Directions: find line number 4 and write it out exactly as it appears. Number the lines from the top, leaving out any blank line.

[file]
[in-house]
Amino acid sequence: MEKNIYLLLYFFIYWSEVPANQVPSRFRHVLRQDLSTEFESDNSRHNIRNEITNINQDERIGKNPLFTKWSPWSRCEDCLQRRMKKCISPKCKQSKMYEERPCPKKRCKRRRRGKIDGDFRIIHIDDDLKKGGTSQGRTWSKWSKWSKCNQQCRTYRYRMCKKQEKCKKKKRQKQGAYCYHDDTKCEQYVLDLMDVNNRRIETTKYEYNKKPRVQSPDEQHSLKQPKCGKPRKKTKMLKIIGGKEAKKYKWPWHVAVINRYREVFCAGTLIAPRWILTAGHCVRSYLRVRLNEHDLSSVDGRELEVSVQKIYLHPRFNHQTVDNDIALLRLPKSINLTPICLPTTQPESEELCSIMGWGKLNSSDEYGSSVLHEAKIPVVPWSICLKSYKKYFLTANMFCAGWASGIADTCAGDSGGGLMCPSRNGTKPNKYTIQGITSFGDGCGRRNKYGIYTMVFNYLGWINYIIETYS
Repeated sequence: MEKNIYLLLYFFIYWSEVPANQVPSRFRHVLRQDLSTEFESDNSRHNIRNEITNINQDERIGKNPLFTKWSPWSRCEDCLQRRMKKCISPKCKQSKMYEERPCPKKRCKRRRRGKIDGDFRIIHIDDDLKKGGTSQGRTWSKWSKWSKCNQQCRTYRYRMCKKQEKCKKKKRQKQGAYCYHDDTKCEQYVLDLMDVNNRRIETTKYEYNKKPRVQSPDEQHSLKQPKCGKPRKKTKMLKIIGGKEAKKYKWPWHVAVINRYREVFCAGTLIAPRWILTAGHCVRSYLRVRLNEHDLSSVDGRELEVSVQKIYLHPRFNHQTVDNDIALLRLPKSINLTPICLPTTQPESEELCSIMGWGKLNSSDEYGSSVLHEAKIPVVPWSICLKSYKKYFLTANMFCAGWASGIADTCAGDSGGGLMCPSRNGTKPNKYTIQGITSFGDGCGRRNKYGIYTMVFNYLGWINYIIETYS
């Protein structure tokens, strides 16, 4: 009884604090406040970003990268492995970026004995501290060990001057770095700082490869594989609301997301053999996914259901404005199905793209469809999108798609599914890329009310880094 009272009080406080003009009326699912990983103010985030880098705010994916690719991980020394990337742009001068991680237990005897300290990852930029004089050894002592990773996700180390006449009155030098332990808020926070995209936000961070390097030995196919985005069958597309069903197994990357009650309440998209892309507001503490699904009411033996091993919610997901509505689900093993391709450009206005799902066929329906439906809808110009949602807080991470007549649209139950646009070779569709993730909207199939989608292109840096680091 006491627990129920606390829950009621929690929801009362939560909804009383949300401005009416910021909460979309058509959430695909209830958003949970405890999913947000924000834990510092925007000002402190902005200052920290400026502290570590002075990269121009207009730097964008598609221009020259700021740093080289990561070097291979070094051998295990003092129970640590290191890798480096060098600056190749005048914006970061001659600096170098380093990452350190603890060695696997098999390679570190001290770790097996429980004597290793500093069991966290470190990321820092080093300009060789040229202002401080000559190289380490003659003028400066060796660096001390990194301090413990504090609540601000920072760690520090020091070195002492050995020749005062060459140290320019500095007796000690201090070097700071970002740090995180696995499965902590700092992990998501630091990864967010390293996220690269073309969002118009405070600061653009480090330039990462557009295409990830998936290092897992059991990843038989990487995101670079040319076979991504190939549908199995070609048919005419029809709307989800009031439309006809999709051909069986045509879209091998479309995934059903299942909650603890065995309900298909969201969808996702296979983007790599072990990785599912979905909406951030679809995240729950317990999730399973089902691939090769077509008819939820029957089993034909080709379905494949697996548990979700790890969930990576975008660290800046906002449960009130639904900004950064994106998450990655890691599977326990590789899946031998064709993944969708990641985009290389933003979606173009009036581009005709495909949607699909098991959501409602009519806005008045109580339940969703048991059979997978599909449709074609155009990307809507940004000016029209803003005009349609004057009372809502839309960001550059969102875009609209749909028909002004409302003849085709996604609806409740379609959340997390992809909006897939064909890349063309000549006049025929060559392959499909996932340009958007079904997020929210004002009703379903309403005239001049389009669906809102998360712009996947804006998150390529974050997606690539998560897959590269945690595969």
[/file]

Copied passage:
């Protein structure tokens, strides 16, 4: 009884604090406040970003990268492995970026004995501290060990001057770095700082490869594989609301997301053999996914259901404005199905793209469809999108798609599914890329009310880094 009272009080406080003009009326699912990983103010985030880098705010994916690719991980020394990337742009001068991680237990005897300290990852930029004089050894002592990773996700180390006449009155030098332990808020926070995209936000961070390097030995196919985005069958597309069903197994990357009650309440998209892309507001503490699904009411033996091993919610997901509505689900093993391709450009206005799902066929329906439906809808110009949602807080991470007549649209139950646009070779569709993730909207199939989608292109840096680091 006491627990129920606390829950009621929690929801009362939560909804009383949300401005009416910021909460979309058509959430695909209830958003949970405890999913947000924000834990510092925007000002402190902005200052920290400026502290570590002075990269121009207009730097964008598609221009020259700021740093080289990561070097291979070094051998295990003092129970640590290191890798480096060098600056190749005048914006970061001659600096170098380093990452350190603890060695696997098999390679570190001290770790097996429980004597290793500093069991966290470190990321820092080093300009060789040229202002401080000559190289380490003659003028400066060796660096001390990194301090413990504090609540601000920072760690520090020091070195002492050995020749005062060459140290320019500095007796000690201090070097700071970002740090995180696995499965902590700092992990998501630091990864967010390293996220690269073309969002118009405070600061653009480090330039990462557009295409990830998936290092897992059991990843038989990487995101670079040319076979991504190939549908199995070609048919005419029809709307989800009031439309006809999709051909069986045509879209091998479309995934059903299942909650603890065995309900298909969201969808996702296979983007790599072990990785599912979905909406951030679809995240729950317990999730399973089902691939090769077509008819939820029957089993034909080709379905494949697996548990979700790890969930990576975008660290800046906002449960009130639904900004950064994106998450990655890691599977326990590789899946031998064709993944969708990641985009290389933003979606173009009036581009005709495909949607699909098991959501409602009519806005008045109580339940969703048991059979997978599909449709074609155009990307809507940004000016029209803003005009349609004057009372809502839309960001550059969102875009609209749909028909002004409302003849085709996604609806409740379609959340997390992809909006897939064909890349063309000549006049025929060559392959499909996932340009958007079904997020929210004002009703379903309403005239001049389009669906809102998360712009996947804006998150390529974050997606690539998560897959590269945690595969």